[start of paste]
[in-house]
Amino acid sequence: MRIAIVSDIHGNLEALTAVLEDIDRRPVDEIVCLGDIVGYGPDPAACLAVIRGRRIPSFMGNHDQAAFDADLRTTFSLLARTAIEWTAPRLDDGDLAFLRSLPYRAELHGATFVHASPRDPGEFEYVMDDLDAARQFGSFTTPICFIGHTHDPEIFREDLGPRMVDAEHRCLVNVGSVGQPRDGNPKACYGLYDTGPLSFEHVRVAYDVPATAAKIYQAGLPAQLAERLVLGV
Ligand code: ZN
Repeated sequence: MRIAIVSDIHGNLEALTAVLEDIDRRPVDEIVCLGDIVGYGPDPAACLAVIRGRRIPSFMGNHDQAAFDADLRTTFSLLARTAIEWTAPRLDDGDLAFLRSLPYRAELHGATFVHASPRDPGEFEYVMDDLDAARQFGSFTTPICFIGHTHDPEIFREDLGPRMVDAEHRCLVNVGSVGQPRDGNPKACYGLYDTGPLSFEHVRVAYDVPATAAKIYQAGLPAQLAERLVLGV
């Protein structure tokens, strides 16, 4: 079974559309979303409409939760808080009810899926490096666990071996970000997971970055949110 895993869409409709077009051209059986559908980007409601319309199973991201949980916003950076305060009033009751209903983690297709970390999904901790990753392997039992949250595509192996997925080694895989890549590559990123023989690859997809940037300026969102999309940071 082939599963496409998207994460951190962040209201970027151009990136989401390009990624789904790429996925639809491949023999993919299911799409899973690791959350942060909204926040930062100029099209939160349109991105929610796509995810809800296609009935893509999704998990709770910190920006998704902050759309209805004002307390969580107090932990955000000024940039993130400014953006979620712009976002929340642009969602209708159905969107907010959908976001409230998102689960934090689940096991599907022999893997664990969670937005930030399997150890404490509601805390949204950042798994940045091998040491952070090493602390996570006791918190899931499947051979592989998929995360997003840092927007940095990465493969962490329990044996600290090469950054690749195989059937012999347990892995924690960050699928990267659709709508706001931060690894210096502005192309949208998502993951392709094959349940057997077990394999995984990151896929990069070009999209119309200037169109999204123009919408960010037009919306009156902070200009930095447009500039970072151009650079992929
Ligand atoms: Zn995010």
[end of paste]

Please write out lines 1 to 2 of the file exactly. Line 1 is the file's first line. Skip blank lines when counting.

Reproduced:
[in-house]
Amino acid sequence: MRIAIVSDIHGNLEALTAVLEDIDRRPVDEIVCLGDIVGYGPDPAACLAVIRGRRIPSFMGNHDQAAFDADLRTTFSLLARTAIEWTAPRLDDGDLAFLRSLPYRAELHGATFVHASPRDPGEFEYVMDDLDAARQFGSFTTPICFIGHTHDPEIFREDLGPRMVDAEHRCLVNVGSVGQPRDGNPKACYGLYDTGPLSFEHVRVAYDVPATAAKIYQAGLPAQLAERLVLGV